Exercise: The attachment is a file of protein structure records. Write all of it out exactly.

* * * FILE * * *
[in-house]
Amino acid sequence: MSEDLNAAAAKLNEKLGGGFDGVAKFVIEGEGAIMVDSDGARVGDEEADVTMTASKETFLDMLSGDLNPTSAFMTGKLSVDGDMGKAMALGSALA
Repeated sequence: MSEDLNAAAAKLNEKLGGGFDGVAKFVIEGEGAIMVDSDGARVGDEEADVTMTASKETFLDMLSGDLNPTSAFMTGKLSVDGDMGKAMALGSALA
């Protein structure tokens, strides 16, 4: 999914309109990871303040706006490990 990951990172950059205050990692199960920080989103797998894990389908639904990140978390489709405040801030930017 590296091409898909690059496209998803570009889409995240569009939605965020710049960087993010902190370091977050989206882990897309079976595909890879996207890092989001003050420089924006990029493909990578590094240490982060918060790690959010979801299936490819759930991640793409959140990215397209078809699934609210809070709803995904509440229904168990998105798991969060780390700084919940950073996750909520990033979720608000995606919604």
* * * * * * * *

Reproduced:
[in-house]
Amino acid sequence: MSEDLNAAAAKLNEKLGGGFDGVAKFVIEGEGAIMVDSDGARVGDEEADVTMTASKETFLDMLSGDLNPTSAFMTGKLSVDGDMGKAMALGSALA
Repeated sequence: MSEDLNAAAAKLNEKLGGGFDGVAKFVIEGEGAIMVDSDGARVGDEEADVTMTASKETFLDMLSGDLNPTSAFMTGKLSVDGDMGKAMALGSALA
């Protein structure tokens, strides 16, 4: 999914309109990871303040706006490990 990951990172950059205050990692199960920080989103797998894990389908639904990140978390489709405040801030930017 590296091409898909690059496209998803570009889409995240569009939605965020710049960087993010902190370091977050989206882990897309079976595909890879996207890092989001003050420089924006990029493909990578590094240490982060918060790690959010979801299936490819759930991640793409959140990215397209078809699934609210809070709803995904509440229904168990998105798991969060780390700084919940950073996750909520990033979720608000995606919604």